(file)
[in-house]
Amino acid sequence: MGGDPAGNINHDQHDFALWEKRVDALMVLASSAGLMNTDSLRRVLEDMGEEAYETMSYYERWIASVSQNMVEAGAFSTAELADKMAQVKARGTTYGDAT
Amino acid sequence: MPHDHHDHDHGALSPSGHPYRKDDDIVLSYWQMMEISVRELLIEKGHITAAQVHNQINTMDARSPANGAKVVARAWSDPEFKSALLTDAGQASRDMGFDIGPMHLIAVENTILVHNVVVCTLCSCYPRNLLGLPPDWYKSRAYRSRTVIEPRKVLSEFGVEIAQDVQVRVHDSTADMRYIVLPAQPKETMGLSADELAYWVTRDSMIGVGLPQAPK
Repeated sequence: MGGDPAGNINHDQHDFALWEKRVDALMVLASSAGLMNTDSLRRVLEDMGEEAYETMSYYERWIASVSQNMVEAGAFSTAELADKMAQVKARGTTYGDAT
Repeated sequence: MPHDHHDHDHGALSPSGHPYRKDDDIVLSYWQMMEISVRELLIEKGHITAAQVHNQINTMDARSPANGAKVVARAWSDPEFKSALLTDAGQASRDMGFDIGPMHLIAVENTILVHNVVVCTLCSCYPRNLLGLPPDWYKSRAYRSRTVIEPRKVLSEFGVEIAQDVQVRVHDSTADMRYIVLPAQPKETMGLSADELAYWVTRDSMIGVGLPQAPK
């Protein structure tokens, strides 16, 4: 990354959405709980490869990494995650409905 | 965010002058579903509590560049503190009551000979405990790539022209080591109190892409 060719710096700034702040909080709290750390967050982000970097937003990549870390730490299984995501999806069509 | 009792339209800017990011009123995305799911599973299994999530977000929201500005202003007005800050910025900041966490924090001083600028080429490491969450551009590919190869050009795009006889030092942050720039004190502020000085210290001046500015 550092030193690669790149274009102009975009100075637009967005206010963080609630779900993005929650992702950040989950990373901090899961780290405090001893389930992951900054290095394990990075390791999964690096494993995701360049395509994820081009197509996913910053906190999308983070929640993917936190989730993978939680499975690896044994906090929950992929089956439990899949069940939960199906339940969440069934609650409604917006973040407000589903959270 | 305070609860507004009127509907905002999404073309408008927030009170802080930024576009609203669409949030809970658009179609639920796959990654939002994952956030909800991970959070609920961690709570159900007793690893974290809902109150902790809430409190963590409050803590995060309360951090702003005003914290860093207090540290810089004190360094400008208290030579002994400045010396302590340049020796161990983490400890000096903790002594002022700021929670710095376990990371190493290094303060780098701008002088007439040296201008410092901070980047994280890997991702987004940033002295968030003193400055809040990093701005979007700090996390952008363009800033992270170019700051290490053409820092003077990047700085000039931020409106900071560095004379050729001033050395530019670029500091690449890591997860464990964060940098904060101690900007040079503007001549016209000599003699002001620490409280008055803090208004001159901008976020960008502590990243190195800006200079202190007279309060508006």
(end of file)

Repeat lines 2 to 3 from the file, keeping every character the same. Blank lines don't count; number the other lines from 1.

Amino acid sequence: MGGDPAGNINHDQHDFALWEKRVDALMVLASSAGLMNTDSLRRVLEDMGEEAYETMSYYERWIASVSQNMVEAGAFSTAELADKMAQVKARGTTYGDAT
Amino acid sequence: MPHDHHDHDHGALSPSGHPYRKDDDIVLSYWQMMEISVRELLIEKGHITAAQVHNQINTMDARSPANGAKVVARAWSDPEFKSALLTDAGQASRDMGFDIGPMHLIAVENTILVHNVVVCTLCSCYPRNLLGLPPDWYKSRAYRSRTVIEPRKVLSEFGVEIAQDVQVRVHDSTADMRYIVLPAQPKETMGLSADELAYWVTRDSMIGVGLPQAPK